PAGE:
A film which will never escape controversy, Mathieu Kassowitz's La Haine is a story of three friends (one black, one Jewish and one Arabic) struggling to cope with the harsh realities of life in tough suburban Paris.
Shot in an appropriately bleak black and white, the story follows Vinz (Vincent Cassel), Hubert (Hubert Kounde) and Saïd (Saïd Taghmaoui) in the 24 hours following riots in their harsh Parisienne suburb, during which their friend Abdel is beaten to within inches of his life by police and is intensive care as a result.
Kassowitz originally shot the film in colour, but switched to black and white in post-production, a decision which in my opinion benefits the film: the relentless repression of expression by the French state and the irrevocable discrimination against these people are issues addressed throughout. The major issue presented is doubtless that of police brutality. Countlessly referred to as 'pigs' by the main characters and portrayed as violent thugs and hypocrites, the French police are certainly the main target in what this film tries to say.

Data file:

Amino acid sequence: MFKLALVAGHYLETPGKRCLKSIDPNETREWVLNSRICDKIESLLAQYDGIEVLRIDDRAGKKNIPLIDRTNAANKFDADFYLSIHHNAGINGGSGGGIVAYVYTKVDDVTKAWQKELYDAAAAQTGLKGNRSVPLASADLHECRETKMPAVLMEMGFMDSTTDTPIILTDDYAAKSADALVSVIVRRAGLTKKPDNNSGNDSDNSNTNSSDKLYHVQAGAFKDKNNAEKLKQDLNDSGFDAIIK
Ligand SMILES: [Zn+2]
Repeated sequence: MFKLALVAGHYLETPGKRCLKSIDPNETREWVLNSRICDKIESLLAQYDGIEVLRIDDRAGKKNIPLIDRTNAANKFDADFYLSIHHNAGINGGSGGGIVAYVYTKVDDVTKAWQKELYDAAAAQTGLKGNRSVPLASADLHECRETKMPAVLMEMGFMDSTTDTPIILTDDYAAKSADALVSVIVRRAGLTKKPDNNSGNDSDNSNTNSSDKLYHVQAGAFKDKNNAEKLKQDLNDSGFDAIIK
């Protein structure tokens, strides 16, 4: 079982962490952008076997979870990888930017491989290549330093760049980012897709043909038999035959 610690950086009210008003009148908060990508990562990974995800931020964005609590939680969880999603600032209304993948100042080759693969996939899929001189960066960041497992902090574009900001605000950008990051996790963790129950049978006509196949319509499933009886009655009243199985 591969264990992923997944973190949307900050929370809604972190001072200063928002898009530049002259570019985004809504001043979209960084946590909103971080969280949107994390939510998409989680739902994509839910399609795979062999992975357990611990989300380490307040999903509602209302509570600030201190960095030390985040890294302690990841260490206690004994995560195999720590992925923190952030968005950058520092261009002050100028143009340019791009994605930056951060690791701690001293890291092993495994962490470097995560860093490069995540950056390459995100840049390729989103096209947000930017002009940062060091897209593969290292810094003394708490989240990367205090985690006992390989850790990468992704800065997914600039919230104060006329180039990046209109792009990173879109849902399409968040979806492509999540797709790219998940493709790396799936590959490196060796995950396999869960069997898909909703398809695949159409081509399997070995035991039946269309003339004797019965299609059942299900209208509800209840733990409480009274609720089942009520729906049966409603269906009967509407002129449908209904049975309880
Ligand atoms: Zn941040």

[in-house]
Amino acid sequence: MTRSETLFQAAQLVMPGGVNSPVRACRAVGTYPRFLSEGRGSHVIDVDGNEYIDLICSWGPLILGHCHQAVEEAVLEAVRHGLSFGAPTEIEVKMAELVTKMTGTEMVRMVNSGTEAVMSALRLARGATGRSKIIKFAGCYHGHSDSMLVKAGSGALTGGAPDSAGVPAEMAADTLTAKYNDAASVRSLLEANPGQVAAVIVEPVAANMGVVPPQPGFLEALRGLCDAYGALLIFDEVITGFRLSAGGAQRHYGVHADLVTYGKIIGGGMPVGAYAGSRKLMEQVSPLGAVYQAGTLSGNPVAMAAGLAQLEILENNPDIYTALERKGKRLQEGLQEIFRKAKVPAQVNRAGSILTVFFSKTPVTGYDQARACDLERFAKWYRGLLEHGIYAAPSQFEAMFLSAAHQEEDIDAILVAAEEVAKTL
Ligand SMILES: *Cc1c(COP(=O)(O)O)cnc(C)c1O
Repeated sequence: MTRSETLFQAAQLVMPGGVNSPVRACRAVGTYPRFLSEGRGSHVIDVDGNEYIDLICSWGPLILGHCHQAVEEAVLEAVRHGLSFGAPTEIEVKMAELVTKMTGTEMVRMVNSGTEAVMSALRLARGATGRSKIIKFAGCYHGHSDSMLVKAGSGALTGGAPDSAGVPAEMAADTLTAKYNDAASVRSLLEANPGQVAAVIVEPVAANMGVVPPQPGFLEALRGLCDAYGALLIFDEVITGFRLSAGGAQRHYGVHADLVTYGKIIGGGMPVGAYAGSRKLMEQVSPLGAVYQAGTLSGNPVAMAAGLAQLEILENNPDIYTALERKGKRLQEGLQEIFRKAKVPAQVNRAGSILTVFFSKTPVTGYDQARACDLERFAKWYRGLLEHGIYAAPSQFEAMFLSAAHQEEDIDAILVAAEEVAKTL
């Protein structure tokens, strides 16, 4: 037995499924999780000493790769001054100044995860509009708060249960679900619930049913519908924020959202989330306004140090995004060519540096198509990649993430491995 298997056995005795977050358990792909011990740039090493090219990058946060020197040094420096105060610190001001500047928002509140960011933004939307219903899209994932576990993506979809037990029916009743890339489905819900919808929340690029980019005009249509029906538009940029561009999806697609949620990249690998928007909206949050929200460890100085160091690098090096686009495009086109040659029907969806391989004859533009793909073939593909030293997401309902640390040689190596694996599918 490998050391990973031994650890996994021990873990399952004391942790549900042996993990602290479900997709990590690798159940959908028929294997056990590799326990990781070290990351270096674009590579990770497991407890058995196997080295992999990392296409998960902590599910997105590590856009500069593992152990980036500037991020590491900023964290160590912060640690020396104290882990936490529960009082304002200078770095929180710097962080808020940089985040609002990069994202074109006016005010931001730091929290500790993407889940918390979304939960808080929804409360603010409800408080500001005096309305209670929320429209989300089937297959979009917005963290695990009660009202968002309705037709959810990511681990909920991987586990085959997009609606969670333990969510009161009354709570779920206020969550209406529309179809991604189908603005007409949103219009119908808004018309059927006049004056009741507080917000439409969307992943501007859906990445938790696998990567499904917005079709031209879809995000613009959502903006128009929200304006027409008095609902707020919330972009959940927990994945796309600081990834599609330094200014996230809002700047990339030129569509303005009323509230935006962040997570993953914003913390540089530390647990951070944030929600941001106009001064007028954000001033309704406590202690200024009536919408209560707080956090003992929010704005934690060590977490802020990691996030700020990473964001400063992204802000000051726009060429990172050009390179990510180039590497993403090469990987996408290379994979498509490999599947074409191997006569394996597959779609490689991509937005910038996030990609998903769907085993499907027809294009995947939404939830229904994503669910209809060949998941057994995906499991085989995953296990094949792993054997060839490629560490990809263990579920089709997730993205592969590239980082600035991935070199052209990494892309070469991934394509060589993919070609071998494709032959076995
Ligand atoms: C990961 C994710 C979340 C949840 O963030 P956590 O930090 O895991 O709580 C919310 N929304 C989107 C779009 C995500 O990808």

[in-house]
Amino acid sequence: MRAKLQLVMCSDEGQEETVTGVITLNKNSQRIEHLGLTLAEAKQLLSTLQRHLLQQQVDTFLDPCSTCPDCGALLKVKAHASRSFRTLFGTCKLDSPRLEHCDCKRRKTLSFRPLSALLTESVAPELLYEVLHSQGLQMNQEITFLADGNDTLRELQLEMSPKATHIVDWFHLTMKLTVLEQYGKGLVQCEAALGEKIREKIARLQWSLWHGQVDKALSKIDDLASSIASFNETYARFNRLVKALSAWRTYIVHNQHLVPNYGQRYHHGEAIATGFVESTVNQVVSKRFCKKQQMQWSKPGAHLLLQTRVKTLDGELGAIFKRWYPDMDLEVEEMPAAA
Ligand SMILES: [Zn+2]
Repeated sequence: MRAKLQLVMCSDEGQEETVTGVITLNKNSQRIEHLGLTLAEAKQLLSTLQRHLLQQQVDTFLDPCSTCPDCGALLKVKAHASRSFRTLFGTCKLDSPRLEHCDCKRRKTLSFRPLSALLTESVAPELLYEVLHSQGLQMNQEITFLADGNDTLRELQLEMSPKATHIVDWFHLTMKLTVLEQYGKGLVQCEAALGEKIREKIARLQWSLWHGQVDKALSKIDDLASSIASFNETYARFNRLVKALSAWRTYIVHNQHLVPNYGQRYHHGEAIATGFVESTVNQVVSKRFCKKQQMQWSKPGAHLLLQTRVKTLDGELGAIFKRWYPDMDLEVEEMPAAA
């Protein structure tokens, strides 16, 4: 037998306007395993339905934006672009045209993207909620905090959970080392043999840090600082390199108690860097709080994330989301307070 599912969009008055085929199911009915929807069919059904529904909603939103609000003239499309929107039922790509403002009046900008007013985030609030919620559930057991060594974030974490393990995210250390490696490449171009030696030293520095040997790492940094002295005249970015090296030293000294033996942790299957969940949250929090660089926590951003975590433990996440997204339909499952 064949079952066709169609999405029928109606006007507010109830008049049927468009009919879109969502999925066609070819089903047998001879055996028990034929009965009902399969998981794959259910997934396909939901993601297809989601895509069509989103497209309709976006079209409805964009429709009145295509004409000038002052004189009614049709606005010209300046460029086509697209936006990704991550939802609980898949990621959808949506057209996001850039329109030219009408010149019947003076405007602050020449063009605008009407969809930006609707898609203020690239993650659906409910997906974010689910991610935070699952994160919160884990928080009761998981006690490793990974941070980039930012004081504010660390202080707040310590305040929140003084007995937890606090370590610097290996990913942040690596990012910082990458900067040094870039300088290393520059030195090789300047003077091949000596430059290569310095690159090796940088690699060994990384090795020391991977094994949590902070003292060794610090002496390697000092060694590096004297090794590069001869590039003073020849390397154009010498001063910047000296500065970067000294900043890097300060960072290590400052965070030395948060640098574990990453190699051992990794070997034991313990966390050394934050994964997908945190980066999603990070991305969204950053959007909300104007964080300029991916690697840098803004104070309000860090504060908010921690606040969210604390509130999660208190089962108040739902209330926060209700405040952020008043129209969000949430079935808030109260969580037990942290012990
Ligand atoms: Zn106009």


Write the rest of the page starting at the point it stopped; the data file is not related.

The narrative centres on Vinz finding a policeman's revolver after the previous night's riots and his subsequent power trip, which results in him vowing to shoot a police officer if Abdel finally dies as a result of his beating. This 'suburb' or 'banlieue' is not akin to those we have in Britain and certainly not to those in the USA: almost everyone is either unemployed or not attending school, and everyone seems to be bored, trapped inside this monotonous, sprawling mini-city.